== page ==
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Husband's anguish over cemetery rules
8:50am Saturday 24th October 2009 in News
ONLY one bunch of flowers can be placed on graves in a cemetery near Weaverham because of committee rules.
Stanley Brown, 77, of Rowan Road, received a letter in the summer from the joint burial committee of Gorstage cemetery asking him not to put more than one set of flowers on the grave of his late wife, Violet.
She died in December 2008 after being rushed to Leighton Hospital on the couple’s 50th wedding anniversary.
The issue arose after he placed £20 worth of red roses on the grave on Wednesday, October 15, and when he went back the next day he found them not on the grave but in a shed.
The letter informed him that if more than one set of flowers was placed they would be kept in the shed at the site and be handed back.
His granddaughter Kimberley Brown, 23, of Walnut Avenue, told the Guardian that he was very upset.
“Loads of people have been sent a letter saying they must remove some of their flowers and it is just upsetting.
“It is how my granddad is dealing with it all. He goes up there to the cemetery four times a day and on his last visit at 7pm he lights a candle because my gran was afraid of the dark.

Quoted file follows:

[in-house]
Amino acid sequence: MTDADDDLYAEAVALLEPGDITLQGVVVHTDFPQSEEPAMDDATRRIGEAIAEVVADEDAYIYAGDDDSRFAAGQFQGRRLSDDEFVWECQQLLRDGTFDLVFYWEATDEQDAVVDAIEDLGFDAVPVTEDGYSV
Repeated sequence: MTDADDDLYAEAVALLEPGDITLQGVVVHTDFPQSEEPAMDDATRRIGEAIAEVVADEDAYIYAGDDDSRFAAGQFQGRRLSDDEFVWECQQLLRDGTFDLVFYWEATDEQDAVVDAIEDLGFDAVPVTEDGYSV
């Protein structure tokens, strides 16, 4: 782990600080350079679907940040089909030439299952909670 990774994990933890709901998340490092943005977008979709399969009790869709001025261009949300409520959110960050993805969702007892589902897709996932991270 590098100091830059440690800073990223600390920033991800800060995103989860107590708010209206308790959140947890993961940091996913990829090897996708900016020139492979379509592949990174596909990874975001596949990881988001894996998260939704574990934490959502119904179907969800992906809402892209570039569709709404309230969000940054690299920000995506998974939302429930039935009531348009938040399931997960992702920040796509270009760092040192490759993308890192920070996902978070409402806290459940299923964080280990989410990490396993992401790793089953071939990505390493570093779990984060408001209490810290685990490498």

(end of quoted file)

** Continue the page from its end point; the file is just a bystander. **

“He can’t afford to keep spending this sort of money on flowers when he is a pensioner and they are taking them off.”
Kimberley said she had spoken to John Freeman, chairman of Weaverham, Cuddington and Acton Bridge cemetery committee about the issue.
“We were not told anything about putting flowers on the graves when we bought the plot,” she said.
“I have known John for years and he told us you can’t put flowers on the grass because it is their property and you can only have one set on the grave at a time.”
John told the Guardian that due to the layout and upkeep of the cemetery they have had to inform plot owners they are only allowed room for a single set of flowers.
“We have put a concrete plinth across and people are allowed to put a headstone and a vase on it,” he said.
“One or two have built gardens in front of the headstone which is what breaks the rules and doesn’t help the gardener when he is mowing.
“We went up last week and removed a couple of the obstructions and put them in a room and people can collect them – that is why we sent a letter out in the summer.”
John added: “If people want to have a chat with us then that is fine – we will do that.”
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